Using technology to share cultural treasures – part two

So, the bust of Nefertiti I replicated last week has been a hit.  People love being able to see and touch a piece of the past in their hands, even if it’s not the real thing.  To me, though I didn’t create the scan of Nefertiti, I feel like I’m playing a part in bringing the past back to life, and I love it!  The Lulzbot Taz does a great job making the replicas.  As I mentioned last week, I’m not usually a fan of extruder printers, but I’d have to say the quality this thing can output, not to speak of its excellent reliability, has really won me over.

While I’d thought of running a larger replica of Nefertiti, I decided to make something new. The Smithsonian has nice little collection of scans available for download, though it’s a bit complicated to access them, unfortunately. I chose the funerary relief sculpture of a Palmyran woman Haliphat, dating to 231 AD.  Palmyra was a Romanized city in Syria, mixing elements of Roman culture with Aramaic culture.  Palmyra has, as you may know, has seen destruction of priceless cultural treasures by Daish/ISIL.  Daish seems to see itself as erasing the pre-Islamic past of Syria, much like the Taliban did in Afghanistan.  The good news for Haliphat is that she is safe within the Smithsonian.  Regardless of your views on repatriation of cultural treasures, this is clearly not the time to be returning artifacts to Syria.

[fusion_builder_container hundred_percent=”yes” overflow=”visible”][fusion_builder_row][fusion_builder_column type=”1_1″ background_position=”left top” background_color=”” border_size=”” border_color=”” border_style=”solid” spacing=”yes” background_image=”” background_repeat=”no-repeat” padding=”” margin_top=”0px” margin_bottom=”0px” class=”” id=”” animation_type=”” animation_speed=”0.3″ animation_direction=”left” hide_on_mobile=”no” center_content=”no” min_height=”none”]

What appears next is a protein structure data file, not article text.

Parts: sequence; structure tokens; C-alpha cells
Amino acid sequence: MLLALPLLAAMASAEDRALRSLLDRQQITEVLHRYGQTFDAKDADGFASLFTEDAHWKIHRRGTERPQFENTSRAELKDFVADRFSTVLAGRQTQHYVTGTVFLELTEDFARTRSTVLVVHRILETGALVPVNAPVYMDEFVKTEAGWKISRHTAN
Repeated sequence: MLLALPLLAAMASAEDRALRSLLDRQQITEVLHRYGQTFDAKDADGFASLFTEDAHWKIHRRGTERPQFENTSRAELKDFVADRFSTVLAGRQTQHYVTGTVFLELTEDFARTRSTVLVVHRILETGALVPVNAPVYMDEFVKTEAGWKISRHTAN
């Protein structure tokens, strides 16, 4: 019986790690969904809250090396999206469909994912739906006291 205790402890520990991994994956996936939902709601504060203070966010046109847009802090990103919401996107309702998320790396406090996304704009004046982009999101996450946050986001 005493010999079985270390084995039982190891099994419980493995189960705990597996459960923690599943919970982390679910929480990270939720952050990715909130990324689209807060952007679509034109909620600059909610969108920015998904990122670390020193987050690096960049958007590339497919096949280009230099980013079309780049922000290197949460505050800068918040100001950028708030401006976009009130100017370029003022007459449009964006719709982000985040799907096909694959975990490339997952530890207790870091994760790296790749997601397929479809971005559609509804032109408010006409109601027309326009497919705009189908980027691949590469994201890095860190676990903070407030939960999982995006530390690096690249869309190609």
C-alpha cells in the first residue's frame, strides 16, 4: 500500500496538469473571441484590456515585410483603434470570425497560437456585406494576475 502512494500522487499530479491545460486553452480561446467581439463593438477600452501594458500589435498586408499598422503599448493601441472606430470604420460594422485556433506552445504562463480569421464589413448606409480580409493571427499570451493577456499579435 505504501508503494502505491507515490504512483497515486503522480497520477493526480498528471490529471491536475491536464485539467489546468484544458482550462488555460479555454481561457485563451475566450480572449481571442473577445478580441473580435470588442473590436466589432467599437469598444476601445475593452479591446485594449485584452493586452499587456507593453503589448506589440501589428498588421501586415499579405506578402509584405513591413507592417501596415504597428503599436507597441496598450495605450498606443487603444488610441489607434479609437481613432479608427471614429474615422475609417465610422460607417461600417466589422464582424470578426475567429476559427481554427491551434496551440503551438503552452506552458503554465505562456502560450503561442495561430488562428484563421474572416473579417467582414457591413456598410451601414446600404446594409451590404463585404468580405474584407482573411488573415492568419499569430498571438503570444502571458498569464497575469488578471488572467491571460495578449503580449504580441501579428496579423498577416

Source: Smithsonian – http://newsdesk.si.edu/photos/palmyra-syria-haliphat

Again, I decided to use our Lulzbot Taz, as it gave such great results with Nefertiti.  This time, though, since I knew I was going to be painting Haliphat white, I decided to just use the clear/natural PLA filament, and save the luminous blue for those who actually want it to glow in the dark.

The Lulzbot again did a fantastic job!  If anything, I feel like it did a cleaner job on Haliphat.  If there’s a catch, it that the natural PLA filament is too shiny and sparkly to really show the detail we’d want in an artifact reproduction.  The good news is that a little white acrylic paint will bring all that detail right back!

While the Smithsonian’s scan of Haliphat was very good, Nelles and al Badri’s guerilla scan of Nefertiti seems to show a lot more fine detail.  Whether this is due to a decision by the Smithsonian to limit the resolution of the scans in their online collection, or inferior scanning technique, I wouldn’t know.  Although the Lulzbot does great work, it’s not capable of showing much difference in detail between the two scans.  For that, I think we’d need to go to a more sophisticated powder-based printer, like our Z-Corps.

 

[/fusion_builder_column][fusion_builder_column type=”1_1″ background_position=”left top” background_color=”” border_size=”” border_color=”” border_style=”solid” spacing=”yes” background_image=”” background_repeat=”no-repeat” padding=”” margin_top=”0px” margin_bottom=”0px” class=”” id=”” animation_type=”” animation_speed=”0.3″ animation_direction=”left” hide_on_mobile=”no” center_content=”no” min_height=”none”]

STAY TUNED FOR AN UPDATE WITH THE PAINTED VERSION![/fusion_builder_column][/fusion_builder_row][/fusion_builder_container]